Our family is firmly in that sentimental time in life when we’re encountering a lot of “lasts.” Our son, Joshua, started his senior year Aug. 16 at Lincoln Northeast High School (LNE).
One last first-day-of-school picture. One last back-to-school night. One last band camp. This spring may be our last baseball season.
I can’t really remember a time before at least one of our kids was in school. Our daughter, Emily, is a college junior. Starting with her kindergarten year and continuing on through Josh’s school years, we’ve had 16 years of parent-teacher conferences, school concerts, soccer games, basketball games, band competitions, baseball games and, yes, lots and lots of homework.
I recognize that this series of “lasts” is just part of life. But I’m somewhat envious of the parents who walked the halls of LNE for the first time with their freshmen kids at back-to-school night. The neighborhood school is one of the hallmarks of our society. It’s not only where our kids find many of their friends. It’s also where parents connect with other parents. It’s where minds stay sharp because of the academic exercises that take place in the classroom.
I argue that, next to the church, the school provides the most profound sense of community. Think about it a second. The church and the school are the two primary places where we teach our children. One teaches about how to live to be upright, ethical human beings who love one another. The other teaches how to think and to put skills to use in our society.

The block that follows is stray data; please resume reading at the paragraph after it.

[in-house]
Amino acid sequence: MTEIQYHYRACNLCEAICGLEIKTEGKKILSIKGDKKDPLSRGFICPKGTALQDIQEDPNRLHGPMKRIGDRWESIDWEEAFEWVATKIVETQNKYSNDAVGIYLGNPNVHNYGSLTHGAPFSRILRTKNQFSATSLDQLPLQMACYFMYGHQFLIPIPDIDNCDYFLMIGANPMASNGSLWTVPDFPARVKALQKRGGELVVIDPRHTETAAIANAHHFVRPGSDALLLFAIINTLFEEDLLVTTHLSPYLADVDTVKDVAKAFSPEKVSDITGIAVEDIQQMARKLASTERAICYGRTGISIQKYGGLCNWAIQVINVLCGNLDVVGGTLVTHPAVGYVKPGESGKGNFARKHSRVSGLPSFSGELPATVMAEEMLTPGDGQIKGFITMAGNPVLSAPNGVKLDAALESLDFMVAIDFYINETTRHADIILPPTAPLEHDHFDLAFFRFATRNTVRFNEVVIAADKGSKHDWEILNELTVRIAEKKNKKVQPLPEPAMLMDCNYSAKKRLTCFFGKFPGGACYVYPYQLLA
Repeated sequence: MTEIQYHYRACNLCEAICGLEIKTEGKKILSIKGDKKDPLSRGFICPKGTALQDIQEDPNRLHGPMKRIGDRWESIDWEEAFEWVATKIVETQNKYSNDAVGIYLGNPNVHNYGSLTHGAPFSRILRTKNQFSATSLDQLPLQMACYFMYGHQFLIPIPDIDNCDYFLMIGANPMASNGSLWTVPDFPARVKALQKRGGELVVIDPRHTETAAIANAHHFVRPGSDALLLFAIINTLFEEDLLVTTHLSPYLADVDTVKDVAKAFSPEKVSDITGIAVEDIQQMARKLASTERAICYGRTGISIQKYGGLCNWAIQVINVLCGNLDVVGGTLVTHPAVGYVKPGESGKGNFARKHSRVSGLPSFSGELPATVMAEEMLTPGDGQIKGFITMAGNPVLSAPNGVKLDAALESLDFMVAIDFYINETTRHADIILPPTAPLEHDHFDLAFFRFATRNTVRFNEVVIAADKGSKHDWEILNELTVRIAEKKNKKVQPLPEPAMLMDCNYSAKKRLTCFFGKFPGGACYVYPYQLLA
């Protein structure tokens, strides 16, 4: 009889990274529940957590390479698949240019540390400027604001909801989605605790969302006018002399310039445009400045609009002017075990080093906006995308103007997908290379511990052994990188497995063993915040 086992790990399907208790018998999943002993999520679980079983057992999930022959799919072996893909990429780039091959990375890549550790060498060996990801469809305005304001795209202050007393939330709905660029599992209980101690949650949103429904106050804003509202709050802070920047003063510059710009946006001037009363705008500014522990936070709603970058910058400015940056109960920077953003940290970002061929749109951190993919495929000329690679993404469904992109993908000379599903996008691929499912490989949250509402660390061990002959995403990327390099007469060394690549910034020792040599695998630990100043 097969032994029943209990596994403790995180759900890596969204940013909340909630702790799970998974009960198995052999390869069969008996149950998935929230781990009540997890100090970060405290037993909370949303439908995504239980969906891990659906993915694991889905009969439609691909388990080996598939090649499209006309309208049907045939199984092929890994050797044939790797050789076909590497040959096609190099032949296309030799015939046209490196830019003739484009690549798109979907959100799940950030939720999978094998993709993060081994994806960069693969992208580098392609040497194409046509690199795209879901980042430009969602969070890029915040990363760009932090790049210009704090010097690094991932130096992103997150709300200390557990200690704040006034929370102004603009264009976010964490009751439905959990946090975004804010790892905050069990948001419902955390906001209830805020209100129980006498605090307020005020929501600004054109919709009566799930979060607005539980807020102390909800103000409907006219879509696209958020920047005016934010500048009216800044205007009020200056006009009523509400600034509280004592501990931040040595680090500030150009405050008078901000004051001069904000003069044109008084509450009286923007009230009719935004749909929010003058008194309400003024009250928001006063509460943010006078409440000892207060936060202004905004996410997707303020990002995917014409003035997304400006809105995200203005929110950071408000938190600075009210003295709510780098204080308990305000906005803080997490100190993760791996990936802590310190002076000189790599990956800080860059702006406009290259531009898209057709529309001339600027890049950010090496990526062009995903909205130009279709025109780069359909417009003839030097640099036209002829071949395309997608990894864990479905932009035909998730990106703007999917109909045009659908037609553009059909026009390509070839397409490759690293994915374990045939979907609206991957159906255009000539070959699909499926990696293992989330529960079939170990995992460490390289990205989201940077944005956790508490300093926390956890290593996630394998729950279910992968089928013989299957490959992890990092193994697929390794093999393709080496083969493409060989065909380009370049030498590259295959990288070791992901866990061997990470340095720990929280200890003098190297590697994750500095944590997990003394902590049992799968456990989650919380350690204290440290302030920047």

Together, they provide a pathway to success in life, with many definitions of “success” covered along the way. The Great Plains Conference is concerned enough about how the church can work with schools to help children that we have created education partnerships. Learn how your church can get involved.
Our Wesleyan theology blends these two important aspects of life: Reason puts our brains to work, while Scripture touches our souls. Tradition and Experience provide us with ways to blend these all together to make us well-rounded, caring human beings.
Proverbs is one of my favorite books of the Bible. It’s basically a list of wise sayings, with many of the lessons contained there attributed to King Solomon. Proverbs 10:17 provides some insight into the importance of learning.
Basically, this verse urges us to keep our minds open to new information, to be open to learning, when it says, “Whoever heeds instruction is on the path to life, but one rejects a rebuke goes astray.” I don’t think those words are talking just about behavioral instruction, but rather being open to all facets of learning.
Algebra. Geometry. Calculus. Biology. Chemistry. Physics.
Anybody having nightmare flashbacks yet?
Eventually, most of us get through the high school years and graduate, providing a sort of proof that we’ve gained at least the minimum knowledge needed to be a contributing member of society. I was pretty good at math. I enjoyed my English classes. I loved science, even though I was never really any good at it.
In my college years at the University of Kansas, I discovered deeper aspects of history, political science and classes that examined the religions of the world. To this day, those three subjects fascinate me, especially when a book, article or documentary tells me the “why” or “how” behind a topic.